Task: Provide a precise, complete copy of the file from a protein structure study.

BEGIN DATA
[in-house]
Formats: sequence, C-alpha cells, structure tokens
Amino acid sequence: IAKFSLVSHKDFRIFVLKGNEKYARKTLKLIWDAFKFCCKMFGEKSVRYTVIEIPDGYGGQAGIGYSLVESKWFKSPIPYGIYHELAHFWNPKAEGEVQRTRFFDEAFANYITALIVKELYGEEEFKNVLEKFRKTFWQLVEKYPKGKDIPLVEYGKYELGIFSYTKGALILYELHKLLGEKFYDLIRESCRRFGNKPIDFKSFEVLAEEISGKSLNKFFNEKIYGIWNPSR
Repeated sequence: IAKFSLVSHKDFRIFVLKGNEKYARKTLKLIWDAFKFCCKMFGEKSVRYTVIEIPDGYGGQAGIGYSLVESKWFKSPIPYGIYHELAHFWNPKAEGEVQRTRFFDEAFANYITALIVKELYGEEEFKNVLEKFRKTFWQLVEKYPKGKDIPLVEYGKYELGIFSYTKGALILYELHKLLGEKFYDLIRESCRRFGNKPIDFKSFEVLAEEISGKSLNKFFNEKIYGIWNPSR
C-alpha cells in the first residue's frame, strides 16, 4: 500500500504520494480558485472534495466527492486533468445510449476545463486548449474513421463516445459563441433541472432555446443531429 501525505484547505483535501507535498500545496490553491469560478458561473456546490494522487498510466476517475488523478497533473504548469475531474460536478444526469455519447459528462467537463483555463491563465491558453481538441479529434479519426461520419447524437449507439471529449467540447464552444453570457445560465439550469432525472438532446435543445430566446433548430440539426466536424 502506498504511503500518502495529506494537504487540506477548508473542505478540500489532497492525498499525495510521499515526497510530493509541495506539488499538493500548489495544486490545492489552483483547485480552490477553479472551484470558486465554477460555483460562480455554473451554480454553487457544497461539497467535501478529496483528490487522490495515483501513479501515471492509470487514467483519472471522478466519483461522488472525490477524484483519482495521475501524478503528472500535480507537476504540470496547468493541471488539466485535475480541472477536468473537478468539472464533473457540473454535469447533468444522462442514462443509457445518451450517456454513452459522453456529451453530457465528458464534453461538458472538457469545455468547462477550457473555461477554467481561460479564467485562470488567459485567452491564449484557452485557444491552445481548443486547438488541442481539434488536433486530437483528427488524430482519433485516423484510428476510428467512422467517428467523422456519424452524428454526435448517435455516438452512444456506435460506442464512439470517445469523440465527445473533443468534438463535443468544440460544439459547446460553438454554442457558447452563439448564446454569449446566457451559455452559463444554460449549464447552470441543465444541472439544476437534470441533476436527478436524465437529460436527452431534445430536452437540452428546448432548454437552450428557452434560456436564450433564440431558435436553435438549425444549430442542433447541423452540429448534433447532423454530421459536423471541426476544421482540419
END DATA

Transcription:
[in-house]
Formats: sequence, C-alpha cells, structure tokens
Amino acid sequence: IAKFSLVSHKDFRIFVLKGNEKYARKTLKLIWDAFKFCCKMFGEKSVRYTVIEIPDGYGGQAGIGYSLVESKWFKSPIPYGIYHELAHFWNPKAEGEVQRTRFFDEAFANYITALIVKELYGEEEFKNVLEKFRKTFWQLVEKYPKGKDIPLVEYGKYELGIFSYTKGALILYELHKLLGEKFYDLIRESCRRFGNKPIDFKSFEVLAEEISGKSLNKFFNEKIYGIWNPSR
Repeated sequence: IAKFSLVSHKDFRIFVLKGNEKYARKTLKLIWDAFKFCCKMFGEKSVRYTVIEIPDGYGGQAGIGYSLVESKWFKSPIPYGIYHELAHFWNPKAEGEVQRTRFFDEAFANYITALIVKELYGEEEFKNVLEKFRKTFWQLVEKYPKGKDIPLVEYGKYELGIFSYTKGALILYELHKLLGEKFYDLIRESCRRFGNKPIDFKSFEVLAEEISGKSLNKFFNEKIYGIWNPSR
C-alpha cells in the first residue's frame, strides 16, 4: 500500500504520494480558485472534495466527492486533468445510449476545463486548449474513421463516445459563441433541472432555446443531429 501525505484547505483535501507535498500545496490553491469560478458561473456546490494522487498510466476517475488523478497533473504548469475531474460536478444526469455519447459528462467537463483555463491563465491558453481538441479529434479519426461520419447524437449507439471529449467540447464552444453570457445560465439550469432525472438532446435543445430566446433548430440539426466536424 502506498504511503500518502495529506494537504487540506477548508473542505478540500489532497492525498499525495510521499515526497510530493509541495506539488499538493500548489495544486490545492489552483483547485480552490477553479472551484470558486465554477460555483460562480455554473451554480454553487457544497461539497467535501478529496483528490487522490495515483501513479501515471492509470487514467483519472471522478466519483461522488472525490477524484483519482495521475501524478503528472500535480507537476504540470496547468493541471488539466485535475480541472477536468473537478468539472464533473457540473454535469447533468444522462442514462443509457445518451450517456454513452459522453456529451453530457465528458464534453461538458472538457469545455468547462477550457473555461477554467481561460479564467485562470488567459485567452491564449484557452485557444491552445481548443486547438488541442481539434488536433486530437483528427488524430482519433485516423484510428476510428467512422467517428467523422456519424452524428454526435448517435455516438452512444456506435460506442464512439470517445469523440465527445473533443468534438463535443468544440460544439459547446460553438454554442457558447452563439448564446454569449446566457451559455452559463444554460449549464447552470441543465444541472439544476437534470441533476436527478436524465437529460436527452431534445430536452437540452428546448432548454437552450428557452434560456436564450433564440431558435436553435438549425444549430442542433447541423452540429448534433447532423454530421459536423471541426476544421482540419